of unmitigated freedom

to abuse power and privilege.

And what is my place and purpose

as a Black woman,

a descendant of formerly enslaved people

in this landscape

of surging whiteness and privilege?

It is to know I am a “Native-born” daughter,

with no “immigration” card

or country to “go back to.”

It is NOT to see myself as victim only,

despite the best efforts to make me so.

My place and my purpose is to brand myself

always as a champion, defender of myself,

my people, and any other groups and individuals

who face oppression and exclusion.

My Place is to remain ever vigilant and fight

social injustice wherever it rears its ugly head.

My Place is to make This Place,

this United States, which too often

is far from united,

to make This Place a better place for all,

and not to be overlooked and dismissed because

I am a “Native-born, authentic, Black American,”

a descendant of the enslaved Black people

whose labor and whose love for this country,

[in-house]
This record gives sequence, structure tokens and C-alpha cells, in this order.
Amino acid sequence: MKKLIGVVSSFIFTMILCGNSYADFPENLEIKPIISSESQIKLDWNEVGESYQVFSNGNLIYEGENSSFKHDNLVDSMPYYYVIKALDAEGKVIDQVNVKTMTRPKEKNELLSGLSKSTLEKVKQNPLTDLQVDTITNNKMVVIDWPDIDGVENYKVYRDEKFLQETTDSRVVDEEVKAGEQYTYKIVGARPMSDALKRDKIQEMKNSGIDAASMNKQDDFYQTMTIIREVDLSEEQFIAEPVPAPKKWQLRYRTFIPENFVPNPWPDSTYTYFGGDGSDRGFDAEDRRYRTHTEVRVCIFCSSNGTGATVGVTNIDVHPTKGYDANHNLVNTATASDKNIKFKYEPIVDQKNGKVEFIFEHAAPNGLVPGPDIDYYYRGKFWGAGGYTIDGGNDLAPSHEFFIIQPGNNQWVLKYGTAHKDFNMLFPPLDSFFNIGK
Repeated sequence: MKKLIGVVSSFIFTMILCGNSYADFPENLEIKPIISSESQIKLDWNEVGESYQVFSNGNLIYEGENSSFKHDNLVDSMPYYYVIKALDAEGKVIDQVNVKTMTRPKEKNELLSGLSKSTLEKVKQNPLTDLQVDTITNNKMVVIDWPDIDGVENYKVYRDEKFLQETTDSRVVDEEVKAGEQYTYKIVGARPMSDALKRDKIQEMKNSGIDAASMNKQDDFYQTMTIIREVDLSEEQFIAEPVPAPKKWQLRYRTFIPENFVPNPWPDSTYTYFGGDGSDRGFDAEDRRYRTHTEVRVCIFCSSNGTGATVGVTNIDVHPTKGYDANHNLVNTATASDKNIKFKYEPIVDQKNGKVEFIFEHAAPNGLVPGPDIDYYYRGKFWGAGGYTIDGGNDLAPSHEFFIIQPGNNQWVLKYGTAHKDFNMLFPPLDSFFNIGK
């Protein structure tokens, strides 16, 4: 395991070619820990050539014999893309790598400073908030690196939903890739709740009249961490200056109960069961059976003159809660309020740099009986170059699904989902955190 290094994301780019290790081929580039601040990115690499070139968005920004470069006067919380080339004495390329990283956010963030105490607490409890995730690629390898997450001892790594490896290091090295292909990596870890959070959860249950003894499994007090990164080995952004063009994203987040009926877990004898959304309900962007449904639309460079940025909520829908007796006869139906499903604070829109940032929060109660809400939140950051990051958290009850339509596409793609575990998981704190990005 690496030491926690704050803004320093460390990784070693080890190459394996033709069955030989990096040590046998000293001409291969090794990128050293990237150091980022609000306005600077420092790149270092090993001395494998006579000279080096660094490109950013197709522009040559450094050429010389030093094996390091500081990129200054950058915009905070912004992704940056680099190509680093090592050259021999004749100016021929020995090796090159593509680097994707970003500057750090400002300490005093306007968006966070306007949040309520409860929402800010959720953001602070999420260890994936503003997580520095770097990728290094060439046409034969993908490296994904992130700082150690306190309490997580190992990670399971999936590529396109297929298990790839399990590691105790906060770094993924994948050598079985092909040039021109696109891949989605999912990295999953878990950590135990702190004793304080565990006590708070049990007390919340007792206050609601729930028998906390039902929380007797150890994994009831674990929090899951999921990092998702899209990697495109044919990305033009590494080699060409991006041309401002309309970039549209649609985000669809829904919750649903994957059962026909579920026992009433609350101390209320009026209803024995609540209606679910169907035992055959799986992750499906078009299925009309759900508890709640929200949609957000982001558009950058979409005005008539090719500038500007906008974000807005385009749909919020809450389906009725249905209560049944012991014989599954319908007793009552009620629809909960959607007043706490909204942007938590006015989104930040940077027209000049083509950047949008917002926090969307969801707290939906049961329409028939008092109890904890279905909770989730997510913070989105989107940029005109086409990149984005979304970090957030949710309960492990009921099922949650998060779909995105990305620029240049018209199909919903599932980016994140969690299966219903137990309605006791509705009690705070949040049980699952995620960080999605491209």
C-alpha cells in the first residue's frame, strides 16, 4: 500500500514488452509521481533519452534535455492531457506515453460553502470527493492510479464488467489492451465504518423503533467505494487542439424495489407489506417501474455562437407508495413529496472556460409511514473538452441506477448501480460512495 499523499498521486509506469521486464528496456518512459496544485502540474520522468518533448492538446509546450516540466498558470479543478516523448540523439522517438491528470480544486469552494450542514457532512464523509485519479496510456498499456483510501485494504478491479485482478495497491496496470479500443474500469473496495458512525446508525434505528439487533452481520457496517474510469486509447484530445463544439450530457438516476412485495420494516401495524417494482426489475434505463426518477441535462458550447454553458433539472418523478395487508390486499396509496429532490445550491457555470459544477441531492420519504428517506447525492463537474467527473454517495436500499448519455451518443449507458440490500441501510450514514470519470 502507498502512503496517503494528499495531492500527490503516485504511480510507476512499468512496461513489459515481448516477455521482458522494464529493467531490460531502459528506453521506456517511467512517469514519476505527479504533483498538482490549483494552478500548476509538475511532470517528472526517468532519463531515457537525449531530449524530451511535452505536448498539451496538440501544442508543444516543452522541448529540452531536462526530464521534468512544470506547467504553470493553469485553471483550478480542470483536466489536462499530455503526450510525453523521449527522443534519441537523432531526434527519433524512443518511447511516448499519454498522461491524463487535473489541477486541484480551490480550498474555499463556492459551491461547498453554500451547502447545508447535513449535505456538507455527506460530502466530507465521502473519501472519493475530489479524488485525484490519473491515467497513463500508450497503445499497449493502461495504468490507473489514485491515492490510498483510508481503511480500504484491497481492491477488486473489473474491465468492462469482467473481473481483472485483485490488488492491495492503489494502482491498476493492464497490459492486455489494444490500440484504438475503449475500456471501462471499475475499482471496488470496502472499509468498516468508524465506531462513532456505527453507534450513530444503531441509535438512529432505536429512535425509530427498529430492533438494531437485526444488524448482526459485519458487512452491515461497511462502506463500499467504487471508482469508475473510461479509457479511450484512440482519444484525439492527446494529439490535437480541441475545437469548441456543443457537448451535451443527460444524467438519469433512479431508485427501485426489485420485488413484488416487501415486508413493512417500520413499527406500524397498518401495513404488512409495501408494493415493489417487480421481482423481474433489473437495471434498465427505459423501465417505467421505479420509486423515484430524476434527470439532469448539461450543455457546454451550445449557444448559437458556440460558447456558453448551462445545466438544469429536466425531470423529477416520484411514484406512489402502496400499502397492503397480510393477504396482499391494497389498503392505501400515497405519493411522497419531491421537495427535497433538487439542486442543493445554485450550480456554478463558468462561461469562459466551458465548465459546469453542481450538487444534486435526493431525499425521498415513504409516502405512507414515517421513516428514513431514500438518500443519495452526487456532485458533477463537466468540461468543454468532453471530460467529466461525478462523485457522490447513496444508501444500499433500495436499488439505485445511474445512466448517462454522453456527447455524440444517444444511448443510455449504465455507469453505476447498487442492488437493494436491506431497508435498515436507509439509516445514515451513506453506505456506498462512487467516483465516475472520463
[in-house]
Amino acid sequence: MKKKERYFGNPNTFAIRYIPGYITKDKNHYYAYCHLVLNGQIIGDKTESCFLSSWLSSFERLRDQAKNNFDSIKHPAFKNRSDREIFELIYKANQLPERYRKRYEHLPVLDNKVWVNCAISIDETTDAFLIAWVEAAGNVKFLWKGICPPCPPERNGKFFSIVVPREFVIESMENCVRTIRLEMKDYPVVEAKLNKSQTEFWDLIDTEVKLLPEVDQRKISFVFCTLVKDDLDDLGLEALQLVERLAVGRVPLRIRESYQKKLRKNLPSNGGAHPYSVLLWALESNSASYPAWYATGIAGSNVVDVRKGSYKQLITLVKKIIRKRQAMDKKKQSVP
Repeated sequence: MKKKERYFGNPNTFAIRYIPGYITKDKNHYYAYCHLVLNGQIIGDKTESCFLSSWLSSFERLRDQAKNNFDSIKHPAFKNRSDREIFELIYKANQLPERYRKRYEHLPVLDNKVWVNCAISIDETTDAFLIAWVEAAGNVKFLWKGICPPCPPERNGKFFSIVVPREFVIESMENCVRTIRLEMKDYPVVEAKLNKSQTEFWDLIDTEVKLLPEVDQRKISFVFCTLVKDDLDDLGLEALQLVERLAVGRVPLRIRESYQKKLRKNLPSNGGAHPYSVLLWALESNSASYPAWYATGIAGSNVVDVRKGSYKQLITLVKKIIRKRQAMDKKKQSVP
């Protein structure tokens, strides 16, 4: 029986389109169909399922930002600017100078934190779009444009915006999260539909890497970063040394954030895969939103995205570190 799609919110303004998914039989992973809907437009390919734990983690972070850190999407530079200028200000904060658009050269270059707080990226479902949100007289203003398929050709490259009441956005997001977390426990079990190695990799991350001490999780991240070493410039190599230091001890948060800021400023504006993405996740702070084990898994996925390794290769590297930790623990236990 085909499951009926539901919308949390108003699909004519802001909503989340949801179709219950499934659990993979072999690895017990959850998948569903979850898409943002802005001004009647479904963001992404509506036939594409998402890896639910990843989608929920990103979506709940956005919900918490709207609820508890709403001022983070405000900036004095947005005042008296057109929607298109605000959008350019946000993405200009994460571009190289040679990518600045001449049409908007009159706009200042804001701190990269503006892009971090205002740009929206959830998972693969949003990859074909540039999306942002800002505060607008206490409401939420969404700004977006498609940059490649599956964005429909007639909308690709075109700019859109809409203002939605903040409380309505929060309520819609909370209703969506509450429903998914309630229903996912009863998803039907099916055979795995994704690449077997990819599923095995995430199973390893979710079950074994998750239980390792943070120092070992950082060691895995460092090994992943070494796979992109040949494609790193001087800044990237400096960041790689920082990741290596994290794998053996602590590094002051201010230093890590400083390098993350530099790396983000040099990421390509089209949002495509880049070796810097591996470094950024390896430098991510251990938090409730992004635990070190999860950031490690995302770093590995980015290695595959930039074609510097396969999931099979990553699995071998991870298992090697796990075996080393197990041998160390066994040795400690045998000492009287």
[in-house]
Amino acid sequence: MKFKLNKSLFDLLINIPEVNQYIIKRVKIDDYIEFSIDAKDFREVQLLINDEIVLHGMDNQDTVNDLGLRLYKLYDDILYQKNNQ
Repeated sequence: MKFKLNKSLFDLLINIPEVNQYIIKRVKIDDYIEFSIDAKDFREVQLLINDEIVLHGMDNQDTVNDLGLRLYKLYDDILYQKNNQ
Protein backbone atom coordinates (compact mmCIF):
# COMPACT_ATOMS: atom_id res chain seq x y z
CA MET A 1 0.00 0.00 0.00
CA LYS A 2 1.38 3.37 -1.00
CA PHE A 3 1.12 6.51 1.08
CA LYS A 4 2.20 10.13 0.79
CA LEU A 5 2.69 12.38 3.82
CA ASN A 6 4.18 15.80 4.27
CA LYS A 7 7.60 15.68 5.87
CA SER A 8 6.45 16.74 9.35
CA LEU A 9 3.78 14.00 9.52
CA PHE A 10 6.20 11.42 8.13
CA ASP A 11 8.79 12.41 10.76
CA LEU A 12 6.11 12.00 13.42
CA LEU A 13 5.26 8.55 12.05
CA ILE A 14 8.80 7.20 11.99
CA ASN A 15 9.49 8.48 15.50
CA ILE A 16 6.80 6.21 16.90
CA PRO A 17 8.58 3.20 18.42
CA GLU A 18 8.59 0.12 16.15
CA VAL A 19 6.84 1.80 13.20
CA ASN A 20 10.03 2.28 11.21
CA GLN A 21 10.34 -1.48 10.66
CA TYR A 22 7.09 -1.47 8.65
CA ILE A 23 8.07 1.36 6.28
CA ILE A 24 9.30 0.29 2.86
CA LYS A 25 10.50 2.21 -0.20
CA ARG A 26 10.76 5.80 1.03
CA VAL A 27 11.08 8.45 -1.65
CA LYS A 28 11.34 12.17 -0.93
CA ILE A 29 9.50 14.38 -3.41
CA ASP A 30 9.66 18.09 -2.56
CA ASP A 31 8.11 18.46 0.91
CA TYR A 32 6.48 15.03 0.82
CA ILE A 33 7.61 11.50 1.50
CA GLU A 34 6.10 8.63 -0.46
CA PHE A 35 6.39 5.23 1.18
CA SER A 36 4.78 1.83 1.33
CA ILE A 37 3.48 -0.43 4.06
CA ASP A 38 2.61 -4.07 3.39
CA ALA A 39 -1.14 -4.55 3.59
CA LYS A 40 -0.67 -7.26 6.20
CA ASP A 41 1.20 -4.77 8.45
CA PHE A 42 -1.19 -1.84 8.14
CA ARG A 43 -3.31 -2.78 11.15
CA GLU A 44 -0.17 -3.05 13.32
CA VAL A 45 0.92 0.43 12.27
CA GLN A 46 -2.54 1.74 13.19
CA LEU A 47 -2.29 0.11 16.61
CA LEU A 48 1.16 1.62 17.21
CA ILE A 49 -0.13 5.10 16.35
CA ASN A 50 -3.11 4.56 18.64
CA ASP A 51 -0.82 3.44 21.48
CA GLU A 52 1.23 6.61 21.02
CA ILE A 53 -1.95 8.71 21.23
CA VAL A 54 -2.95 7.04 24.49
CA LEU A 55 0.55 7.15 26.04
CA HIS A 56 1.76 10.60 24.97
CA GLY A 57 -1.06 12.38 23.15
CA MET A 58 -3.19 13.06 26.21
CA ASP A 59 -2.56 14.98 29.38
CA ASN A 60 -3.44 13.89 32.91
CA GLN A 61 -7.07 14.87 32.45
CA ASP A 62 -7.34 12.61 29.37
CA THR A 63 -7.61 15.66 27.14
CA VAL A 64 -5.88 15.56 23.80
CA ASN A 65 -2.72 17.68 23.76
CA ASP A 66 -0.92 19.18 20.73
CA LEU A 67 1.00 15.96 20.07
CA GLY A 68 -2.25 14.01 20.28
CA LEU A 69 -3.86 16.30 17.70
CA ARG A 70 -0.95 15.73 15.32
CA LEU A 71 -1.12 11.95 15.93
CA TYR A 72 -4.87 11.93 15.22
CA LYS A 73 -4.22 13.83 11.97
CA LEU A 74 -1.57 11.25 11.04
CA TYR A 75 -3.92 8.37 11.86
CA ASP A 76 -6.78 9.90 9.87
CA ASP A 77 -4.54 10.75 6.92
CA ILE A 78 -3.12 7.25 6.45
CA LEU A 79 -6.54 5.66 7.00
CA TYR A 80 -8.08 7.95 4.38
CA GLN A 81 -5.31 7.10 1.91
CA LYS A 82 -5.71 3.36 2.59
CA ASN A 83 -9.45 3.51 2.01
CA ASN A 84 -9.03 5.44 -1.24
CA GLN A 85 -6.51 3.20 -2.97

have been the foundation of America’s hope and possibilities,

even when it denies the same to us.

ARE WE SO VERY DIFFERENT?

I think not.

We are simply two sides of the same coin,

unfortunately entangled

in both historic and present-day webs of history,

and the evidence of the seen and unseen legacy of racism

and a people’s struggle for liberation.

We are two possibilities

in America’s dilemma.

We can choose to enmesh ourselves

in prejudices and racism,

or choose to be humane,

thereby coming to terms with our fate

of the very same human mutuality.

IRMA MCCLAURIN is the founder of the Black Feminist Archive at the University of Massachusetts and holds a Ph.D. in anthropology and an MFA in English.

In this article, white is styled lowercase throughout, contrary to SAPIENS’ house style, at the request of the author.